January 30 – April 17, 2009
Dominic Paul Moore, “Put This in Your Mouth”
Laurel Roth, “Hope Chest”
Free, public reception for the artists: Friday, January 30, from 5:00 to 8:00 p.m.
These exhibitions present second opinions on the hospital as an institution and the women’s healthcare industry, asking whose views are actually skewed - the artists’ or society’s?
|Dominic Paul Moore, Reliable Models|
“Put This in Your Mouth” features Chicago artist Dominic Paul Moore’s graphite depictions of images culled from medical advertisements, modified according to his memories of the sterile hospital environment as an asthmatic child and the son of a respiratory therapist. Moore’s stark and simplistic compositions often replace the ads’ humane medical assistants with cold yet anthropomorphous machines, exploiting the cinematic qualities of these source materials to subvert their original intent. Moore says, “These drawings juxtapose the vacillating fragility of life with the rigidity of medical technology.”
Moore’s sinister scenes lead the viewer to question medical care and wonder whether the supposedly safe and reliable hospital establishment is as innocent as it may seem; in his words, “Who is doing what to whom and why are they doing it? Giving life or taking it?” Ultimately his illustrations bring to mind the ongoing Social Security debate, as well as issues of security and trust with regard to social institutions. Moore has exhibited throughout the Midwest, and his work is currently featured in the flat files of the Contemporary Art Museum St. Louis. Further details about Moore and his work are available at www.dominicpaulmoore.com.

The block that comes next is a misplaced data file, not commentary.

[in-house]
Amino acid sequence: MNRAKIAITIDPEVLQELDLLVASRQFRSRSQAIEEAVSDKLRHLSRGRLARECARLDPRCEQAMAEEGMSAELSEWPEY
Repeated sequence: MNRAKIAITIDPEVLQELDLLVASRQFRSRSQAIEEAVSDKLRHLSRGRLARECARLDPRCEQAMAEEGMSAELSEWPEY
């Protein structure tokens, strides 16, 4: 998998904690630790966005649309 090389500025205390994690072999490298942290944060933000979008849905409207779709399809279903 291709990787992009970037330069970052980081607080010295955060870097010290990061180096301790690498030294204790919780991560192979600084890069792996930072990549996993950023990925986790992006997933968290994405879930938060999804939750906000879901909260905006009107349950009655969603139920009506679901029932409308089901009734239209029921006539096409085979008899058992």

|Laurel Roth, Norethindrone|
“Hope Chest” comprises panty liners hand-embroidered and beaded by Laurel Roth, including a series concerning birth control, a PMS quilt, and a “racing pad” for fast women. Roth relearned embroidery and crochet techniques from her childhood to fill her modern version of a hope chest with off-kilter reflections on biology, fertility, and the ever-changing societal roles of women. Also included in the show is a new large-scale tapestry designed by Roth in collaboration with her partner Andy Diaz Hope and woven on a computer-controlled jacquard loom in Belgium. The Allegory of the Monocerus chronicles “medicine and discovery through the ages, beginning with early medicinal botanicals and ending in the gene age,” focusing on “the turning point of evolutionary forces from Darwinian natural selection to human-centric evolution.” In addition, the exhibition includes some of Roth’s designer pet skulls, extremely realistic renderings of the crania of domestic animals that the artist hand-carved from solid industrial acrylic block and polished to resemble crystal.
Roth characterizes her oeuvre as a whole by saying, “My work juxtaposes traditional craft and artisanal techniques with non-traditional materials to examine mankind’s drive to modify itself as well as its environment. By examining the convergence of biology and product design to create new cultural artifacts I explore dynamic social constructions of need, design, and individual desire.” Roth’s work has recently been shown in India, London, New York, Miami, Los Angeles, and San Francisco, where she currently resides. For more information about Roth and her work, as well as that of her partner and frequent collaborator Andy Diaz Hope, visit http://loloro.com.
Both Roth and Dominic Paul Moore are represented by Packer Schopf Gallery in Chicago; see www.packergallery.com for gallery information.
This project is partially sponsored by a CityArts Program 2 grant from the City of Chicago Department of Cultural Affairs and the Illinois Arts Council, a state agency.